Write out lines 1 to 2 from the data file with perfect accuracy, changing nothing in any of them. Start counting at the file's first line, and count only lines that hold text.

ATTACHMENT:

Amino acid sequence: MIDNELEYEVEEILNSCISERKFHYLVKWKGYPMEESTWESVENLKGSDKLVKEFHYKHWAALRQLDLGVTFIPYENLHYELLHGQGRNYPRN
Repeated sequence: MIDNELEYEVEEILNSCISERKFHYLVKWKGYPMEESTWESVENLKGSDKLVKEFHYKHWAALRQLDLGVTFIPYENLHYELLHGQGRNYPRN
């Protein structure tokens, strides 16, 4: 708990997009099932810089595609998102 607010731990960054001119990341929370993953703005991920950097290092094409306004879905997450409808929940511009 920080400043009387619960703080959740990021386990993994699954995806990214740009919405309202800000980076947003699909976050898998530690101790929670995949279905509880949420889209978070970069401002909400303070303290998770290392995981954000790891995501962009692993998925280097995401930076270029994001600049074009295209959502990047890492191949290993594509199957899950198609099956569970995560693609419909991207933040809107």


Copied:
Amino acid sequence: MIDNELEYEVEEILNSCISERKFHYLVKWKGYPMEESTWESVENLKGSDKLVKEFHYKHWAALRQLDLGVTFIPYENLHYELLHGQGRNYPRN
Repeated sequence: MIDNELEYEVEEILNSCISERKFHYLVKWKGYPMEESTWESVENLKGSDKLVKEFHYKHWAALRQLDLGVTFIPYENLHYELLHGQGRNYPRN